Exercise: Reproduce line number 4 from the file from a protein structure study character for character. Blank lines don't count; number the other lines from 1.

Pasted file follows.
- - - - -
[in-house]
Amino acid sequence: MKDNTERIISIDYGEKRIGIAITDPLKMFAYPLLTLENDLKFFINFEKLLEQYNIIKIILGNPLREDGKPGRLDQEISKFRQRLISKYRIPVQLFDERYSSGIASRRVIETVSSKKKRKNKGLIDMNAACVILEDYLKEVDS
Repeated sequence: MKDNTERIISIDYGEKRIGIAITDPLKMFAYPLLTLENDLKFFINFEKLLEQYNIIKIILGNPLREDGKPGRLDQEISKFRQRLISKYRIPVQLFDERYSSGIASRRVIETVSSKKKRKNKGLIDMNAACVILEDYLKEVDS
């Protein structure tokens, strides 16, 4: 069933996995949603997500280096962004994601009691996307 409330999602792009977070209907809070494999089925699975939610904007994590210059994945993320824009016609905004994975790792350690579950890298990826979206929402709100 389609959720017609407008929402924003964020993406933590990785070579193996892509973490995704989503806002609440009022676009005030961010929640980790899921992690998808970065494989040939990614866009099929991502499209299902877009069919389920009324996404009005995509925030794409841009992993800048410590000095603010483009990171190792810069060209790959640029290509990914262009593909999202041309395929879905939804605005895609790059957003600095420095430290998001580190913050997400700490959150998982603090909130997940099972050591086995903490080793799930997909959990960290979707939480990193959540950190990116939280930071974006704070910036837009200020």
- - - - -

């Protein structure tokens, strides 16, 4: 069933996995949603997500280096962004994601009691996307 409330999602792009977070209907809070494999089925699975939610904007994590210059994945993320824009016609905004994975790792350690579950890298990826979206929402709100 389609959720017609407008929402924003964020993406933590990785070579193996892509973490995704989503806002609440009022676009005030961010929640980790899921992690998808970065494989040939990614866009099929991502499209299902877009069919389920009324996404009005995509925030794409841009992993800048410590000095603010483009990171190792810069060209790959640029290509990914262009593909999202041309395929879905939804605005895609790059957003600095420095430290998001580190913050997400700490959150998982603090909130997940099972050591086995903490080793799930997909959990960290979707939480990193959540950190990116939280930071974006704070910036837009200020």